Urinary stone disease is frequently seen in the urology practice. Symptoms include flank or abdominal pain radiating to the groin or external genitalia. Although some patients with ureteral stones might remain asymptomatic, many have pain and thus commonly seek medical care. An acute episode of colic is the result of a stone entering the ureter and causing intermittent rise of pressure in the pyelocalyceal system. Spontaneous passage will occur in most of these stones. The aim of this review was to determine if medical treatment with alpha-blockers compared to other pharmacotherapy or placebo improves stone clearance rates in adult patients presenting with symptoms of ureteral stones less than 10 mm.
This review identified 32 studies enrolling 5864 participants. The use of alpha-blockers in patients with ureteral stones resulted in a higher stone-free rate and a shorter time to expulsion and therefore decreased the duration of symptoms and rate of complications (UTI, hydronephrosis and impairment of kidney function). Patients using alpha-blockers were more likely to experience adverse effects (dizziness, palpitations, headache, rhinitis, retrograde ejaculation, fatigue and asthenia, cutaneous reaction and postural hypotension) when compared to standard therapy or placebo. Most adverse effects were mild of origin and did not lead to cessation of therapy, and several studies reported no adverse events in either the treatment or control group.
Alpha-blockers could be considered as first-line treatment for patients presenting with urinary stones.
The use of alpha-blockers in patients with ureteral stones results in a higher stone-free rate and a shorter time to stone expulsion. Alpha-blockers should therefore be offered as part of medical expulsive therapy as one of the primary treatment modalities.
Urinary stone disease is one of the most common reasons for patients visiting a urology practice, affecting about 5% to 10% of the population. Annual costs for stone disease have rapidly increased over the years and most patients with ureteral colic or other symptoms seek medical care. Stone size and location are important predictors of stone passage. In most cases medical expulsive therapy is an appropriate treatment modality and most studies have been performed with alpha-blockers. Alpha-blockers tend to decrease intra-ureteral pressure and increase fluid passage which might increase stone passage. Faster stone expulsion will decrease the rate of complications, the need for invasive interventions and eventually decrease healthcare costs. A study on the effect of alpha-blockers as medical expulsive therapy in ureteral stones is therefore warranted.
This review aimed to answer the following question: does medical treatment with alpha-blockers compared to other pharmacotherapy or placebo impact on stone clearance rate, in adult patients presenting with symptoms of ureteral stones less than 10 mm confirmed by imaging? Other clinically relevant outcomes such as stone expulsion time, hospitalisation, pain scores, analgesic use and adverse effects have also been explored.
We searched the Cochrane Renal Group's Specialised Register to 9 July 2012 through contact with the Trials Search Co-ordinator using search terms relevant to this review. Studies contained in the Specialised Register are identified through search strategies specifically designed for CENTRAL, MEDLINE and EMBASE, handsearching conference proceedings, and searching the International Clinical Trials Register (ICTRP) Search Portal and ClinicalTrials.gov.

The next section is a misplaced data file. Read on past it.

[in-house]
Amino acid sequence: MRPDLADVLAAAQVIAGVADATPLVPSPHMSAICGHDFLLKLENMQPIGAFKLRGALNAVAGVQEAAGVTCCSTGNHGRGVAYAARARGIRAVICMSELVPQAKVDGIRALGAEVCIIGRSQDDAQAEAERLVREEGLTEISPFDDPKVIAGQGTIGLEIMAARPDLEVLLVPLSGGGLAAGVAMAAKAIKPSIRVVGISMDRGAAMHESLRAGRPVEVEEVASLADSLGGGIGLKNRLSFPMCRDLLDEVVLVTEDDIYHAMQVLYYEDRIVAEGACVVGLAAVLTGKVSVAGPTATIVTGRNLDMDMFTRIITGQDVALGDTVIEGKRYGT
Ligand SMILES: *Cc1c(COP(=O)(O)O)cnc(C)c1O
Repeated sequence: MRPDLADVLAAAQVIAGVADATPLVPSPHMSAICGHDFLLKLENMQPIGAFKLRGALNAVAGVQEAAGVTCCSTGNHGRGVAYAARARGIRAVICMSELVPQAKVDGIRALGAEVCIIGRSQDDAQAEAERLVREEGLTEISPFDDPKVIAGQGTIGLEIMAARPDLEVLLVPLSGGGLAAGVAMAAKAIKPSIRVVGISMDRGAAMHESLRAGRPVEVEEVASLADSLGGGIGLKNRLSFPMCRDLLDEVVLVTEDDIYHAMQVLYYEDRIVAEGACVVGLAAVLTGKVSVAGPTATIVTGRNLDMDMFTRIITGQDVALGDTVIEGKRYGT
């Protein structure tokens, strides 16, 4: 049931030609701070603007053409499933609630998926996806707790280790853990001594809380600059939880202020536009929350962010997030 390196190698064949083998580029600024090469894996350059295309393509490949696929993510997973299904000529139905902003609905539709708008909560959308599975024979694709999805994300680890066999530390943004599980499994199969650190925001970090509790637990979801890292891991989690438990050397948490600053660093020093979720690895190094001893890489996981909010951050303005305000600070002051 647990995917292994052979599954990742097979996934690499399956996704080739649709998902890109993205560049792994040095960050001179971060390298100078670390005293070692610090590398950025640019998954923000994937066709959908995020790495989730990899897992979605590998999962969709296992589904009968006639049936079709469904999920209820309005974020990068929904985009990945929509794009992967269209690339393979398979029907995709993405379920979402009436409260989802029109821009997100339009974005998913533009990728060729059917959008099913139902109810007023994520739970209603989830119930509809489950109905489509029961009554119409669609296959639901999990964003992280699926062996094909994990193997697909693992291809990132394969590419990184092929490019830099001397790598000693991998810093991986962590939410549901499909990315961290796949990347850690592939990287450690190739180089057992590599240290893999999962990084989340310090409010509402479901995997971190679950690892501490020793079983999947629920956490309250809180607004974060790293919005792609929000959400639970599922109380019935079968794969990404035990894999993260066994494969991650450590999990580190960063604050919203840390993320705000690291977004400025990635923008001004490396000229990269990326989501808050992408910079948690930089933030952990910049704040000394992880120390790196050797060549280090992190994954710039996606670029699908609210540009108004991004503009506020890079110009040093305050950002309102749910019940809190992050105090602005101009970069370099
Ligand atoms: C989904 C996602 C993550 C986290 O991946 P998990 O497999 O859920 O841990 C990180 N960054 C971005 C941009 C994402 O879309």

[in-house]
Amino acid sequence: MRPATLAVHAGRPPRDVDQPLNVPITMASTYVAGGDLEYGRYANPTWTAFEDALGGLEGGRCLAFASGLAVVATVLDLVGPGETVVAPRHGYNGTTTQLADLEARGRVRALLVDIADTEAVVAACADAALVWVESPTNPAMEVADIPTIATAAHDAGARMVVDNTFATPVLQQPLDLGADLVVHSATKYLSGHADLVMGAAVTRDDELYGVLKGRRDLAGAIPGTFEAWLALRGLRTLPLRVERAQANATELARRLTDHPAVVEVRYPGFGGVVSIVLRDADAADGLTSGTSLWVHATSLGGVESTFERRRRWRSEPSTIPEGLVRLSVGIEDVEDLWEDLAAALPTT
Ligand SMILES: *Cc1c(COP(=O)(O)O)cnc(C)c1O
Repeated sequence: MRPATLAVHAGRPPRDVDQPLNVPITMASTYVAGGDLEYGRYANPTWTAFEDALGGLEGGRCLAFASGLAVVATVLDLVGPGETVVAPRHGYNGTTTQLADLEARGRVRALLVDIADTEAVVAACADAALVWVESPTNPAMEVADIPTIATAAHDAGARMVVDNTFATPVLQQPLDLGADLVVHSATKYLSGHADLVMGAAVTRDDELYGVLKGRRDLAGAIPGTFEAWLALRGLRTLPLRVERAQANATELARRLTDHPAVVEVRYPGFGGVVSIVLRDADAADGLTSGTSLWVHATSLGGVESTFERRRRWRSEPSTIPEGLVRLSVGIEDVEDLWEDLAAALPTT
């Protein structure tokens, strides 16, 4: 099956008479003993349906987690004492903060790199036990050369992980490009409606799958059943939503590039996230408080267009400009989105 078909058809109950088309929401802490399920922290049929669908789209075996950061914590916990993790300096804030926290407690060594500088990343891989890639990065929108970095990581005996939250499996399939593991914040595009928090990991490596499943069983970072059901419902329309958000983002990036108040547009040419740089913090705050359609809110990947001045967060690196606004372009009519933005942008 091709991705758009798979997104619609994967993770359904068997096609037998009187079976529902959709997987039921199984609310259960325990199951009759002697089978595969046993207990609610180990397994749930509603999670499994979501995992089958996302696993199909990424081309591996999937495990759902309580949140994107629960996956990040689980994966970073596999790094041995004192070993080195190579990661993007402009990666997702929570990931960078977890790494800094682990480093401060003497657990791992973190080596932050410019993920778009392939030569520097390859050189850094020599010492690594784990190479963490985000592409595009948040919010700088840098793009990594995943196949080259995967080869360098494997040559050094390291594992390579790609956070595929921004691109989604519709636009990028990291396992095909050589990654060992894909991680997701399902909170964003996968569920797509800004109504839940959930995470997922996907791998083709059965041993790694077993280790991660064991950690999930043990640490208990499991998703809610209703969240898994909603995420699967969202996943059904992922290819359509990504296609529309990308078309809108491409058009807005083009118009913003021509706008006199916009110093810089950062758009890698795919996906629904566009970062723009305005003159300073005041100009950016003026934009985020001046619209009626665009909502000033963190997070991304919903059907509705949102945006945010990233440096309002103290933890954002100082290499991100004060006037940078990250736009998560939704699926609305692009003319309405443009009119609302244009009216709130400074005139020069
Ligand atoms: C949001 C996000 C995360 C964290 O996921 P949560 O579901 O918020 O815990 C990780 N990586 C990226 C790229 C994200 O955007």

Randomised controlled trials (RCTs), comparing alpha-blockers with other pharmacotherapy or placebo on ureteral stone passage in adult patients were included.
Two authors independently assessed study quality and extracted data. Summary estimates of effect were obtained using a random-effects model, and results were expressed as risk ratios (RR) and their 95% confidence intervals (CI) for dichotomous outcomes, and mean difference (MD) and 95% CI for continuous outcomes. Reporting bias was investigated using funnel plots. Subgroup analysis was used to explore possible sources of heterogeneity. Sensitivity analysis was performed removing studies of poor methodological quality.
Thirty-two studies (5864 participants) were included. The stone-free rates were significantly higher in the alpha-blocker group (RR 1.48, 95% CI 1.33 to 1.64) when compared to standard therapy. Stone expulsion time was 2.91 days shorter with the use of alpha-blockers (MD -2.91, 95% CI -4.00 to -1.81). Use of alpha-blockers reduced the number of pain episodes (MD -0.48, 95% CI -0.94 to -0.01), the need for analgesic medication (diclofenac) (MD -38.17 mg, 95% CI -74.93 to -1.41) and hospitalisation (RR 0.35, 95% CI 0.13 to 0.97). Patients using alpha-blockers were more likely to experience adverse effects when compared to standard therapy (RR 2.74, 95% CI 1.38 to 5.45) or placebo (RR 2.73, 95% CI 1.50 to 4.96). Most adverse effects were mild of origin and did not lead to cessation of therapy, and several studies reported no adverse events in either the treatment or control group.
In 7/32 studies patients and doctors were both blinded. In the other studies blinding was not described in the methods or no blinding had taken place. Two studies described incomplete data and only one study showed a relatively high number of patients who withdrew from the study. These factors limited the methodological strength of the evidence found.